PORTLAND – The city’s public schools will hire at least four more teachers to address enrollment fluctuations and program needs in the coming school year.

The School Committee unanimously approved the $170,000 hiring plan on Wednesday night. The committee passed an $89.9 million budget in the spring that eliminated 45 positions.

The district is on track to have about 7,000 students again this year — about 150 more than predicted by the New England School Development Council. The estimated total includes about 100 children from immigrant families who are being enrolled through the district’s multilingual program.

The new teaching positions will be funded from other areas of the school budget, including $100,000 that the committee set aside for possible last-minute hires, said Sarah Thompson, the committee’s personnel chairwoman.

“We built the budget knowing that there could be changes in staffing needs when school started,” Thompson said. “We’re maximizing our staffing, our programs and our financial resources.”

The new positions are:

A fifth-grade teacher at Riverton Community School, where three incoming fifth-grade classes would have had 25 students each. Adding a fourth teacher will reduce class sizes to 18 or 19 students each. Cost: $45,000.

A fourth kindergarten teacher at Longfellow Elementary School, where three incoming kindergarten classes would have had 21 or 22 students each. Adding a teacher will reduce the classes to about 16 students each. Cost: $45,000.

A half-time Latin teacher at Portland High School, so the school can expand its Latin program to include students from Deering High. The sharing is possible because the city’s three high schools have integrated their schedules. Cost: $35,000.

A social studies teacher at Portland High to replace Suzette Olafsen, who has taken a position representing the teachers union in the superintendent’s office. Cost: $45,000.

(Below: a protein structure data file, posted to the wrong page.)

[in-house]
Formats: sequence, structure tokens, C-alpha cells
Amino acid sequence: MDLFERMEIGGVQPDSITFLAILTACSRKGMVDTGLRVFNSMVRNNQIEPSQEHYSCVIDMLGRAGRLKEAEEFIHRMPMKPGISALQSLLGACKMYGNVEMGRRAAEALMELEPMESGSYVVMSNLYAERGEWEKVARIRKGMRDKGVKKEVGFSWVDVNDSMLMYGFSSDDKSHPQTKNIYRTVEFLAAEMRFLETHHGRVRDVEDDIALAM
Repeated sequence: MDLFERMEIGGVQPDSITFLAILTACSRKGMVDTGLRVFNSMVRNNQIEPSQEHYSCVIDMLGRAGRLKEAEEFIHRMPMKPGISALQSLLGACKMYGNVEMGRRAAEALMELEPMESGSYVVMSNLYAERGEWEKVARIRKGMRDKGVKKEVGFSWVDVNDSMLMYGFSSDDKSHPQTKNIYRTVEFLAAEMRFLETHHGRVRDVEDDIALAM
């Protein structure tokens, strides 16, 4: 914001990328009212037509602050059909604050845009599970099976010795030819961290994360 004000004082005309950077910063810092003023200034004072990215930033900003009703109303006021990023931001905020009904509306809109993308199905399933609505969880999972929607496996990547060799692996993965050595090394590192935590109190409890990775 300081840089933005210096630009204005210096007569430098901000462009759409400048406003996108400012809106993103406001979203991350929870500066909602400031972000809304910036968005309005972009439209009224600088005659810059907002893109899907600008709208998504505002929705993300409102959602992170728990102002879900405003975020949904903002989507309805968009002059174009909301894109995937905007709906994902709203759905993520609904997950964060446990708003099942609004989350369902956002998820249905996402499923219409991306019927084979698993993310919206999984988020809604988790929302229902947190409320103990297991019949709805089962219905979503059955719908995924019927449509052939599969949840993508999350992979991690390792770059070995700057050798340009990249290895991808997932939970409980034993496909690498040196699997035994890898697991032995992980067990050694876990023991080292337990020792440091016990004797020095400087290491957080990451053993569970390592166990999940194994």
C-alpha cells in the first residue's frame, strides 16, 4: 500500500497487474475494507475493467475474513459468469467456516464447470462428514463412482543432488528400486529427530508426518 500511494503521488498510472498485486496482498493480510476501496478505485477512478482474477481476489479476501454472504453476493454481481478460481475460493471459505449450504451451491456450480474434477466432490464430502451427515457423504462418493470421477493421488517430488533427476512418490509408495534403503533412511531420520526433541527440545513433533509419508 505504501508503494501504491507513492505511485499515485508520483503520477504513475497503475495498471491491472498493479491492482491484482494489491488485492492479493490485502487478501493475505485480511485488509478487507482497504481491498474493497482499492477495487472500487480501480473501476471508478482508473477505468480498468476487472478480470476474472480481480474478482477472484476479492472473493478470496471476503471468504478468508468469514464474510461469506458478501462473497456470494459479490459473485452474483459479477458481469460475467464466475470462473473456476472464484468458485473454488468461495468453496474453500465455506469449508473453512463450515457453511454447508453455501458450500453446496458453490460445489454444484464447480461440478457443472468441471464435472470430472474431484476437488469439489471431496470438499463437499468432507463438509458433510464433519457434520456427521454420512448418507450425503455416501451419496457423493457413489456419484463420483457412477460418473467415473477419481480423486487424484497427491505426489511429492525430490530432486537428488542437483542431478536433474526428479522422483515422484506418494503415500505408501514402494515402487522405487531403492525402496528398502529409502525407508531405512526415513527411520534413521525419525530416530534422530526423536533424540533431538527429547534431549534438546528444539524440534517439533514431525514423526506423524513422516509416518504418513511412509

In addition, one of five kindergarten teachers at Lyseth Elementary School will be transferred to Presumpscot Elementary School, where a third kindergarten teacher is needed this year, Morse said.

To accommodate a fourth kindergarten class at Longfellow, the school will convert its computer lab to a classroom. Laptops will be put on carts, allowing the lab to be rolled from classroom to classroom, Morse said.

The integrated high school schedules also will allow Deering and Casco Bay high schools to share a French teacher.

Morse said the district could pay for some of the new positions with money from the education jobs bill that Congress passed last week. But it’s unclear how much money Portland might receive and how it could be used, he said.

Kathleen Casasa, president of Portland’s teachers union, said she hopes the district will use the federal money to rehire teachers who were laid off in June. In addition to filling the new positions, Casasa said, the district should reinstate several necessary teaching jobs in special education, physical education and technology instruction.

The district has about 560 teachers and almost 1,200 employees overall.

Staff Writer Kelley Bouchard can be contacted at 791-6328 or at:

[email protected]


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